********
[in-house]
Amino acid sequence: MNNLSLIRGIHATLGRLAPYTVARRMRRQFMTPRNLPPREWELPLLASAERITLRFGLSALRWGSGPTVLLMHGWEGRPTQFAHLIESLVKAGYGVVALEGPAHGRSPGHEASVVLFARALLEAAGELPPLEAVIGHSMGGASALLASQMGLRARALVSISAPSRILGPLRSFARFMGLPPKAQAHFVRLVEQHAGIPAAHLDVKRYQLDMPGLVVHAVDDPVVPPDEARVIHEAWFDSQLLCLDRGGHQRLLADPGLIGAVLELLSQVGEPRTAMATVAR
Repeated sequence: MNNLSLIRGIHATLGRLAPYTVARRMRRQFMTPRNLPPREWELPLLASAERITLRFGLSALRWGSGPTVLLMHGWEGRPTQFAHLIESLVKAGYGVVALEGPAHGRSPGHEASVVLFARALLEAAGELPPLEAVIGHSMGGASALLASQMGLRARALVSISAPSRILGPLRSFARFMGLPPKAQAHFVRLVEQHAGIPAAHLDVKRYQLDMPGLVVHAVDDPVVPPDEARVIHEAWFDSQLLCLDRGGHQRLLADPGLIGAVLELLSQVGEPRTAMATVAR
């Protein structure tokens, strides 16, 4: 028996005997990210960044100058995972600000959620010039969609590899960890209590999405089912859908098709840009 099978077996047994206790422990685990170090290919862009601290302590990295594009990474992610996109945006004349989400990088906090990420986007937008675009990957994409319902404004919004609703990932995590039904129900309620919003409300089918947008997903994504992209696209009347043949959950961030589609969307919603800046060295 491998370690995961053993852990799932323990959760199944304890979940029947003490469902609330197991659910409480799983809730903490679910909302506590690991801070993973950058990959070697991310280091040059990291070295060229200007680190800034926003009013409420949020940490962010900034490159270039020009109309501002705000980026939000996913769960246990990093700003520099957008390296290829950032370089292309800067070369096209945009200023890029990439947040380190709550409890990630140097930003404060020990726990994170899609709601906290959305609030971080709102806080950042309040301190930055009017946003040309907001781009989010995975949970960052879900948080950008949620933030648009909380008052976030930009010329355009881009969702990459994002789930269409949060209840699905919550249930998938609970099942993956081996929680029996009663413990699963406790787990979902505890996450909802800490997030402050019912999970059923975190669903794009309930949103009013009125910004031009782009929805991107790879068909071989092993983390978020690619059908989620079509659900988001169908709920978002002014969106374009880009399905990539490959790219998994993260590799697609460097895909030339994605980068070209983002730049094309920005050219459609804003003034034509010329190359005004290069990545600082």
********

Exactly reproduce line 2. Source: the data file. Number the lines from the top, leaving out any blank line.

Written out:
Amino acid sequence: MNNLSLIRGIHATLGRLAPYTVARRMRRQFMTPRNLPPREWELPLLASAERITLRFGLSALRWGSGPTVLLMHGWEGRPTQFAHLIESLVKAGYGVVALEGPAHGRSPGHEASVVLFARALLEAAGELPPLEAVIGHSMGGASALLASQMGLRARALVSISAPSRILGPLRSFARFMGLPPKAQAHFVRLVEQHAGIPAAHLDVKRYQLDMPGLVVHAVDDPVVPPDEARVIHEAWFDSQLLCLDRGGHQRLLADPGLIGAVLELLSQVGEPRTAMATVAR